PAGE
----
All in all, "Confessions" is a return to what Madonna does best: mindless, fun, dance music. There's none of the grenade-throwing politics that got her in trouble last time out with "American Life," her lowest-selling album and a total bust for her and for Warner Music Group.
Like Santana's new album, "Confessions" is mixed to be one hit after another, no filler. It's a great idea, and in a time when nothing is selling and Warner is barely functioning as a record company, Madonna has come riding to the rescue.
I never grade CDs, but let's give her an A- and head for a nightclub. It's just good fun.
Good news for a change.
UNICEF is starting a George Harrison Memorial Fund so it can continue funneling proceeds from the CD and new DVD of "The Concert for Bangladesh."
Since Harrison recorded the now-famous (and first-ever) all-star charity concert at Madison Square Garden on Aug. 1, 1971, UNICEF has collected millions of dollars for the troubled nation.
Last night, Harrison's widow, Olivia, premiered the new DVD of the concert at a screening downtown at the new IFC Theater on Sixth Avenue in New York City.
Jann Wenner and Rolling Stone magazine sponsored it along with Capitol/Apple Records, and the turnout was like a reunion of music stalwarts from all over.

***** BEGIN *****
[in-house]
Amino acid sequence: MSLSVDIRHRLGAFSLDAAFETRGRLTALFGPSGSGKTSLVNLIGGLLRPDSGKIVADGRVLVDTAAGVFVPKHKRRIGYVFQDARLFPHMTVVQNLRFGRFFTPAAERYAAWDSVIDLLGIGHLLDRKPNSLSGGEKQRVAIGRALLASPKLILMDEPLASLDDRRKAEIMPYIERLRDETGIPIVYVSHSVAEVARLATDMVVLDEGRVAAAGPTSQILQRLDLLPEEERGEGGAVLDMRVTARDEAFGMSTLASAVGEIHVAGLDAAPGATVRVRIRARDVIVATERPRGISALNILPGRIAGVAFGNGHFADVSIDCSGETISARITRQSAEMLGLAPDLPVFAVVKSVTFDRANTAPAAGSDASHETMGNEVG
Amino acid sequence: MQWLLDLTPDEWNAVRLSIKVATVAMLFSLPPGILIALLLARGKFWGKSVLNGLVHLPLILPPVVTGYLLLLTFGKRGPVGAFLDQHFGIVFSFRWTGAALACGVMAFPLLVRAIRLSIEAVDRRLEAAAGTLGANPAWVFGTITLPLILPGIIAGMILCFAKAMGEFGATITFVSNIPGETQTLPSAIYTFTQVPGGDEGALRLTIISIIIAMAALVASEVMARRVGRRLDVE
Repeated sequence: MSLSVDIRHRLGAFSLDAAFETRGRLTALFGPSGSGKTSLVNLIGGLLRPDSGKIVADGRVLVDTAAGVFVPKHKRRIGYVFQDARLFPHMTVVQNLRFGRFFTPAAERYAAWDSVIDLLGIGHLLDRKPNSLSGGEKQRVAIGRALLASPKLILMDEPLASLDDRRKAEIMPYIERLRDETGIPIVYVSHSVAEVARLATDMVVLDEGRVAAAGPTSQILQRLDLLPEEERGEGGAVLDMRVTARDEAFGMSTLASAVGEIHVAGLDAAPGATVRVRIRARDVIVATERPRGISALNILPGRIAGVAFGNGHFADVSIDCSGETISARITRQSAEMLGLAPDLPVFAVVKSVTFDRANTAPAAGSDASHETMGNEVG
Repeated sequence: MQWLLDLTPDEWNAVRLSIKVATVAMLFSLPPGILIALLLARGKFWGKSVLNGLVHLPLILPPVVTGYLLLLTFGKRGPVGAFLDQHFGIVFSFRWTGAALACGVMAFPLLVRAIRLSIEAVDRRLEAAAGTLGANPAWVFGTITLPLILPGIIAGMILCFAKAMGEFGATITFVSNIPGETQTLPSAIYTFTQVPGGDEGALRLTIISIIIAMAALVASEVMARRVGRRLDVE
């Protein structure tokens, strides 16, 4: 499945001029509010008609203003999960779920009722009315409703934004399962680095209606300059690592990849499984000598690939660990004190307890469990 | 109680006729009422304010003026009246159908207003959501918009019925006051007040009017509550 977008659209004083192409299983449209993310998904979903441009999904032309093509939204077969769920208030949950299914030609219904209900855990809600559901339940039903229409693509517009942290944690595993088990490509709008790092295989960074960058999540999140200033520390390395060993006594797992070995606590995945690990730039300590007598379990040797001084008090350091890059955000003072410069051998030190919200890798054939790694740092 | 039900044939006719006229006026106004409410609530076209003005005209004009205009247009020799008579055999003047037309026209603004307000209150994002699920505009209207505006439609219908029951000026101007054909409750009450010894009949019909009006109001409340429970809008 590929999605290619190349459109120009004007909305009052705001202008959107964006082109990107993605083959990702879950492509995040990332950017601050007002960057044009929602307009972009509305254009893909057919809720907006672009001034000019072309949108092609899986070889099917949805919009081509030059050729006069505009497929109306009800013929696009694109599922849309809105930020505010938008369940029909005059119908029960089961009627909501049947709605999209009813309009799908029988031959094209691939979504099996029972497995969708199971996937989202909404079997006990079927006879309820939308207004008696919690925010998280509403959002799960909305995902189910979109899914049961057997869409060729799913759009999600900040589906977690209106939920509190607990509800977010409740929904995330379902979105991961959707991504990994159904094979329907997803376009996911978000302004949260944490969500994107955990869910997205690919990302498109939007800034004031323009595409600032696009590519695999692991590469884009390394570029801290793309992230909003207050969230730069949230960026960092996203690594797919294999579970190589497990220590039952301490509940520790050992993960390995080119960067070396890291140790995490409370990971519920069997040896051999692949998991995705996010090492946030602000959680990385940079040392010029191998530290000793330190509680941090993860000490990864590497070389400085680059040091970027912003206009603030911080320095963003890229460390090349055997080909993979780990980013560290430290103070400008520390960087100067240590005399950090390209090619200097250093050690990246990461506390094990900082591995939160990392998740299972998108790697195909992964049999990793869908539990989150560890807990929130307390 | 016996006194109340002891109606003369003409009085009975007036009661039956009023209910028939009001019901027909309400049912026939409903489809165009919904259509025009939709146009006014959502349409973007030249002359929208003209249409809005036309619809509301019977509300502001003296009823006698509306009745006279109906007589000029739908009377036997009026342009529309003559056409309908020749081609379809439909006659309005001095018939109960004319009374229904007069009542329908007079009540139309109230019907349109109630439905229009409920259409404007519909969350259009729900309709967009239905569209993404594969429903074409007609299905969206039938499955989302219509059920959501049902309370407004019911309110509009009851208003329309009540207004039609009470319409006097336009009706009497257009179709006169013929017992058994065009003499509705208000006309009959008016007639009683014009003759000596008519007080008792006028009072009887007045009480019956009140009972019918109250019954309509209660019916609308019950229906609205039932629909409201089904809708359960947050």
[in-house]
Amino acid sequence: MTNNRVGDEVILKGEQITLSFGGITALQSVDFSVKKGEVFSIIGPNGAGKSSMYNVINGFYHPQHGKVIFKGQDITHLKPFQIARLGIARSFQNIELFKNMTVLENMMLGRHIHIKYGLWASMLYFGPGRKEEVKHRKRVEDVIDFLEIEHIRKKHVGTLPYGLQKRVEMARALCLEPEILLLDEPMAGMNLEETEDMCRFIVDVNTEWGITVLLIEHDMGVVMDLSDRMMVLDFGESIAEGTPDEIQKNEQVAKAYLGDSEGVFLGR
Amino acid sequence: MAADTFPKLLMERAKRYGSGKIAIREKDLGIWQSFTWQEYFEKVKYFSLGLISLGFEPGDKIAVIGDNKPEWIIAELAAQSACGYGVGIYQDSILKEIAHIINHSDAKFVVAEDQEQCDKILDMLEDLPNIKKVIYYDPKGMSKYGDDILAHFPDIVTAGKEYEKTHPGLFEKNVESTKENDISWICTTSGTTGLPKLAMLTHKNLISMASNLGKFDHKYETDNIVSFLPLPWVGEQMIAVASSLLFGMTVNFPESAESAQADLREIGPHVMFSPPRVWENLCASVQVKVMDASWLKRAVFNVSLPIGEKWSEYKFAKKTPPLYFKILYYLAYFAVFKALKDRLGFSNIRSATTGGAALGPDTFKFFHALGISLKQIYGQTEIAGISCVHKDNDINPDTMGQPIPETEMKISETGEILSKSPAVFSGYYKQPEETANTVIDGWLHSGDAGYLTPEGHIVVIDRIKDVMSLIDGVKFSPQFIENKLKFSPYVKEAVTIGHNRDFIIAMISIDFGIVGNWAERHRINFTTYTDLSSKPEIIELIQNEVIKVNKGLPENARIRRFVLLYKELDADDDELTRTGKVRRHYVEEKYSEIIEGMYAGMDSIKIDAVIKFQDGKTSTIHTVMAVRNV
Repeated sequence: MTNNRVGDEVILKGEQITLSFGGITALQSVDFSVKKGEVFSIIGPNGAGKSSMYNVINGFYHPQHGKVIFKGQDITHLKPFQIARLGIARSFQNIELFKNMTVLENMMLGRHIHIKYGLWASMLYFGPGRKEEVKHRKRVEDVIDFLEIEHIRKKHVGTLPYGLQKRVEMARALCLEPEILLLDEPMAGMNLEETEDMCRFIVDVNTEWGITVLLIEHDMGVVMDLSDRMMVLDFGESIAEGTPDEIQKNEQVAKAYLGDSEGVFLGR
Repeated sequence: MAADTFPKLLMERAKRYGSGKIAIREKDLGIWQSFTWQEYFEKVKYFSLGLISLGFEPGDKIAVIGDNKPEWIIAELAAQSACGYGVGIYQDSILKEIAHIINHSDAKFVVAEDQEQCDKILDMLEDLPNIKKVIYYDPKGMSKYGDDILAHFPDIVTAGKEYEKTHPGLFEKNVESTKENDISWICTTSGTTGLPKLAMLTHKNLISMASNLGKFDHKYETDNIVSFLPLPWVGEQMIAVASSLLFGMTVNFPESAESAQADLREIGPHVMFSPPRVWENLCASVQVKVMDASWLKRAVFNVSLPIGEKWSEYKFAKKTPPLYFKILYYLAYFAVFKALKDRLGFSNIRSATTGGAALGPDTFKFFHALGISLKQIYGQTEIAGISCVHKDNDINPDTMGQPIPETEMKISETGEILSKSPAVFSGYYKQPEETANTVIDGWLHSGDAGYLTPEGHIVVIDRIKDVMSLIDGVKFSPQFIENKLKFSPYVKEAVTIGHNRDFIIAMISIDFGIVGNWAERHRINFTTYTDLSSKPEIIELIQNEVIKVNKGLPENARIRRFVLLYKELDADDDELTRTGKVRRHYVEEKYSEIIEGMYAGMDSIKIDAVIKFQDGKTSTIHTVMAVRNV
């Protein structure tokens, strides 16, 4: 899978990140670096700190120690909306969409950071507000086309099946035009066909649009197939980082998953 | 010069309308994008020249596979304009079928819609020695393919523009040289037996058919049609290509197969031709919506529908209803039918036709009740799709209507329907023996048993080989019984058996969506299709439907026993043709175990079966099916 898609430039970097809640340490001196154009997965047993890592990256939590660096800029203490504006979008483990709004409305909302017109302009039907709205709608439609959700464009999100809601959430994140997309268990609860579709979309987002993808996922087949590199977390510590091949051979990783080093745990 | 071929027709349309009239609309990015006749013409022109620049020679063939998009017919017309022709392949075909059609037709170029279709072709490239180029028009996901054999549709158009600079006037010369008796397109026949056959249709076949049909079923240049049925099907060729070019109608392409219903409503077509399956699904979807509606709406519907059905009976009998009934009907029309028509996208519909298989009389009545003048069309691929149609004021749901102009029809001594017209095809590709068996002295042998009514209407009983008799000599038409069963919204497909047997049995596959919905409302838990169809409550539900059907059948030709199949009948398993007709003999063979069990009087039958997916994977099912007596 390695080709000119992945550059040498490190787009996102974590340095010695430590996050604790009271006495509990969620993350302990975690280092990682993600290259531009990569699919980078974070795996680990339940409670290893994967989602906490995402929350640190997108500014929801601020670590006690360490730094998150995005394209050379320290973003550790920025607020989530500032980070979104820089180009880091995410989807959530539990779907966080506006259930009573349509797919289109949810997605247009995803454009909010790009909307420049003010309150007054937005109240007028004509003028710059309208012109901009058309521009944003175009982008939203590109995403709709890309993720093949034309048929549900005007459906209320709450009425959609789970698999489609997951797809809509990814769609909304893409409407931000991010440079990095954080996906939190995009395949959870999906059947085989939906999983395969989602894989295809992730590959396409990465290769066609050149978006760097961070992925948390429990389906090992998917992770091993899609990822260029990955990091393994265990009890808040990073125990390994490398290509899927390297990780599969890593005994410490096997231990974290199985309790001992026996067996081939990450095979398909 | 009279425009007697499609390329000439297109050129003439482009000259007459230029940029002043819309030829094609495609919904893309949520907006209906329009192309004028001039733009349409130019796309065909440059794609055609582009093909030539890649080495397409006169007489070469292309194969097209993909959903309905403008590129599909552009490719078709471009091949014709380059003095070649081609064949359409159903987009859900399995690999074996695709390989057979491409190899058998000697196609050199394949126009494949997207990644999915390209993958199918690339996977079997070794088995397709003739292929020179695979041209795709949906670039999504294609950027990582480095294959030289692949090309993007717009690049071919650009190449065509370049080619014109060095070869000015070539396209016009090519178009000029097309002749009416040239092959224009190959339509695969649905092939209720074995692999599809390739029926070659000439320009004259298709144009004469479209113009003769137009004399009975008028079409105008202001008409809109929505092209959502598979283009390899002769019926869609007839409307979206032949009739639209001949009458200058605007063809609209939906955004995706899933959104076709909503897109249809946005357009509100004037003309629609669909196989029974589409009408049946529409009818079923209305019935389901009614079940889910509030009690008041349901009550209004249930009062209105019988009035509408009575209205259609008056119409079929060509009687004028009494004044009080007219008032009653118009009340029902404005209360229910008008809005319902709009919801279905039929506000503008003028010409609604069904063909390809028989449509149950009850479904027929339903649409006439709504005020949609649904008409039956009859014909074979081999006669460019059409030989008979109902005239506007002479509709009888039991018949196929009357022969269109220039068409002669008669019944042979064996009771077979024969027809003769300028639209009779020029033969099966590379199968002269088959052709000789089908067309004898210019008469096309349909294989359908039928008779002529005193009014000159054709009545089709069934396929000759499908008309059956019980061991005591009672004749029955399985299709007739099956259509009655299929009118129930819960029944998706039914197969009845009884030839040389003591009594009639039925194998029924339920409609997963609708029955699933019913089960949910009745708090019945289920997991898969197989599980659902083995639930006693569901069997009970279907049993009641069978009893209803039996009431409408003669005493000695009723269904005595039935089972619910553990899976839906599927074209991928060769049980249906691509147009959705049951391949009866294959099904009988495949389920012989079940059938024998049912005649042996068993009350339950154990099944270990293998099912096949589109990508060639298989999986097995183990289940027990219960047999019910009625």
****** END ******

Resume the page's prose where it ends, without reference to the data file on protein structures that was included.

Barbara Orbison, widow of Roy Orbison, hugged Olivia, while Pete Bennett — the Beatles' legendary promotion man — reminisced with Apple's chef de guerre Neil Aspinall.
Manhattan Records' Ian Ralfini with his wife Sunny, head of the Nordoff-Robbins Foundation, as well as terrific record producer Russ Titelman all showed up, as did Bruce Springsteen's guys Max Weinberg (also Conan O'Brien's guy) and "Little" Steven van Zandt, also of "The Sopranos."
This shows the diversity of Springsteen's E Street Band: Weinberg was dressed in a gorgeous Italian to-die-for blue pin-striped suit; van Zandt was in a one-piece outfit that looked, as his beautiful wife Maureen noted, like it was cut from someone's Persian rug. It was one-of-a-kind, just like Little Steven!
Before the screening, Olivia told us, "When George was going through the footage and listening to the tracks, he reconnected with Phil Spector, who produced the music. Phil sent back letters in gigantic Gothic type proclaiming his love for George, and George ended his with drawings from Lenny Bruce. It was like it was 30 years ago."
Later Olivia confided, "I feel like 'Whew! I'm done!' This is what George wanted me to do."
She said the hard part would now be receiving the constant praise for Harrison that people keep giving her.
"He wouldn't approve of it. He would say it would take away from the spirituality, building up an ego like that." Then she added, "But he deserved it."